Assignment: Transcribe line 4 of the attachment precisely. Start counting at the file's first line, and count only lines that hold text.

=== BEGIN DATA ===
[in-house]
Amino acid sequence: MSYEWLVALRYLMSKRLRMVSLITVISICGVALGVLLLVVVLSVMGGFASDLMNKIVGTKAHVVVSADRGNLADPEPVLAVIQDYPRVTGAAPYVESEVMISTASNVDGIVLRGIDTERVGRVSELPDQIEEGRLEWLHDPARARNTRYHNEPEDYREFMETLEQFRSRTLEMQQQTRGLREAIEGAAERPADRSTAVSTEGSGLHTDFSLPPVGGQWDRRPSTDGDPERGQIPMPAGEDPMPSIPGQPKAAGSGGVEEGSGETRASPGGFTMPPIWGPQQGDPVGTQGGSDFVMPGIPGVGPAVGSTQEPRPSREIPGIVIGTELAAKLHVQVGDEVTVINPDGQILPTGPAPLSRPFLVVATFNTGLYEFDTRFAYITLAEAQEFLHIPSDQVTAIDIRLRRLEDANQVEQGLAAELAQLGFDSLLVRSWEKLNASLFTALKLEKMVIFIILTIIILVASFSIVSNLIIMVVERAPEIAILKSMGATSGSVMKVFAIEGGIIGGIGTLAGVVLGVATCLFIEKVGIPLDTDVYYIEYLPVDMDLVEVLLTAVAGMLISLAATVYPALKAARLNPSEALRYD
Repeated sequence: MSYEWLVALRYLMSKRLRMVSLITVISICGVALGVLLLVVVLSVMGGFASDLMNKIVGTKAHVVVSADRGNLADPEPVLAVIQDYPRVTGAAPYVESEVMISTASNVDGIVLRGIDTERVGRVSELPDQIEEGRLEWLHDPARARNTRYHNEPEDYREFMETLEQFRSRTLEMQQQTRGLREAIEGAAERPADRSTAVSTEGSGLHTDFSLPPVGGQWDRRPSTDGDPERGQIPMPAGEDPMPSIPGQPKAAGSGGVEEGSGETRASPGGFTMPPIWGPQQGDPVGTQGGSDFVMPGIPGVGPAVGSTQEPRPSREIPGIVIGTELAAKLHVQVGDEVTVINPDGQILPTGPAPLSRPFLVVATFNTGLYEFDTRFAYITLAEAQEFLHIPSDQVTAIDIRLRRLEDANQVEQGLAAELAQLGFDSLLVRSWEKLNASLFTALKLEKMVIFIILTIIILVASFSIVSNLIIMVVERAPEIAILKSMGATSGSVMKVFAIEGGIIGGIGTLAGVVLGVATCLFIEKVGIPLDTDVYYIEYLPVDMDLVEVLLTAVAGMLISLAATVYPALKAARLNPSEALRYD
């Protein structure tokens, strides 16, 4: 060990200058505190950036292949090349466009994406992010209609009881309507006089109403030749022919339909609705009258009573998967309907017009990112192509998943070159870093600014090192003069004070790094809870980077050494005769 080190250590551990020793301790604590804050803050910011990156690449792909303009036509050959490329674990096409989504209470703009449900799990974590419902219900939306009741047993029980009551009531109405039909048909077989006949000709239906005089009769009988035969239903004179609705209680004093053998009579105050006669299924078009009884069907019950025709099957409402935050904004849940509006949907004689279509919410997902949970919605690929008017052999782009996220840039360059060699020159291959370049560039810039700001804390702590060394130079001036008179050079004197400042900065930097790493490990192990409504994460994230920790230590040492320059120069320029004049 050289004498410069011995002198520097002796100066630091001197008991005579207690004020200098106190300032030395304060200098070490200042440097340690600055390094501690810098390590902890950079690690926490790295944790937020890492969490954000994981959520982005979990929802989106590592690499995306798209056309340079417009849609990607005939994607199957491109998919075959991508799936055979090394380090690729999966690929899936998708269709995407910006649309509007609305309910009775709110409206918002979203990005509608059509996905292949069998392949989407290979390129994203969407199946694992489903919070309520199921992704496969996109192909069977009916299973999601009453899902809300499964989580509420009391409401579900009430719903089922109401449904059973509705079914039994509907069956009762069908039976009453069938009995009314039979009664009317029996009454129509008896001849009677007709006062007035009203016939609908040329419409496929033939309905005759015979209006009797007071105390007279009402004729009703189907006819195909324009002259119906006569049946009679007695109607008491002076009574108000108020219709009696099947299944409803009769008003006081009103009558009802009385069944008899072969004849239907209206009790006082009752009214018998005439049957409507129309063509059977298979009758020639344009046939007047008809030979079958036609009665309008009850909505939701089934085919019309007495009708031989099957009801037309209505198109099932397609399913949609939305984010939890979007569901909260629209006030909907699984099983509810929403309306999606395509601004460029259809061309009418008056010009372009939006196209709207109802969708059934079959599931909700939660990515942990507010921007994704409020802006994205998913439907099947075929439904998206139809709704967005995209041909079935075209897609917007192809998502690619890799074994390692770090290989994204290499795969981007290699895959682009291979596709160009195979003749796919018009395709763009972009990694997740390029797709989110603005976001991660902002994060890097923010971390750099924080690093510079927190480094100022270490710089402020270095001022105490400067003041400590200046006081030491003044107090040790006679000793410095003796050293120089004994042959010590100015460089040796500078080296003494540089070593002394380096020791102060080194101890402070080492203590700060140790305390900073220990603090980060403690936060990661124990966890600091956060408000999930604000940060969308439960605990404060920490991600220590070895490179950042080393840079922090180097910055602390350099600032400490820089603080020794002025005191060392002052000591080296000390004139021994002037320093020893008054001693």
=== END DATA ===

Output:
């Protein structure tokens, strides 16, 4: 060990200058505190950036292949090349466009994406992010209609009881309507006089109403030749022919339909609705009258009573998967309907017009990112192509998943070159870093600014090192003069004070790094809870980077050494005769 080190250590551990020793301790604590804050803050910011990156690449792909303009036509050959490329674990096409989504209470703009449900799990974590419902219900939306009741047993029980009551009531109405039909048909077989006949000709239906005089009769009988035969239903004179609705209680004093053998009579105050006669299924078009009884069907019950025709099957409402935050904004849940509006949907004689279509919410997902949970919605690929008017052999782009996220840039360059060699020159291959370049560039810039700001804390702590060394130079001036008179050079004197400042900065930097790493490990192990409504994460994230920790230590040492320059120069320029004049 050289004498410069011995002198520097002796100066630091001197008991005579207690004020200098106190300032030395304060200098070490200042440097340690600055390094501690810098390590902890950079690690926490790295944790937020890492969490954000994981959520982005979990929802989106590592690499995306798209056309340079417009849609990607005939994607199957491109998919075959991508799936055979090394380090690729999966690929899936998708269709995407910006649309509007609305309910009775709110409206918002979203990005509608059509996905292949069998392949989407290979390129994203969407199946694992489903919070309520199921992704496969996109192909069977009916299973999601009453899902809300499964989580509420009391409401579900009430719903089922109401449904059973509705079914039994509907069956009762069908039976009453069938009995009314039979009664009317029996009454129509008896001849009677007709006062007035009203016939609908040329419409496929033939309905005759015979209006009797007071105390007279009402004729009703189907006819195909324009002259119906006569049946009679007695109607008491002076009574108000108020219709009696099947299944409803009769008003006081009103009558009802009385069944008899072969004849239907209206009790006082009752009214018998005439049957409507129309063509059977298979009758020639344009046939007047008809030979079958036609009665309008009850909505939701089934085919019309007495009708031989099957009801037309209505198109099932397609399913949609939305984010939890979007569901909260629209006030909907699984099983509810929403309306999606395509601004460029259809061309009418008056010009372009939006196209709207109802969708059934079959599931909700939660990515942990507010921007994704409020802006994205998913439907099947075929439904998206139809709704967005995209041909079935075209897609917007192809998502690619890799074994390692770090290989994204290499795969981007290699895959682009291979596709160009195979003749796919018009395709763009972009990694997740390029797709989110603005976001991660902002994060890097923010971390750099924080690093510079927190480094100022270490710089402020270095001022105490400067003041400590200046006081030491003044107090040790006679000793410095003796050293120089004994042959010590100015460089040796500078080296003494540089070593002394380096020791102060080194101890402070080492203590700060140790305390900073220990603090980060403690936060990661124990966890600091956060408000999930604000940060969308439960605990404060920490991600220590070895490179950042080393840079922090180097910055602390350099600032400490820089603080020794002025005191060392002052000591080296000390004139021994002037320093020893008054001693």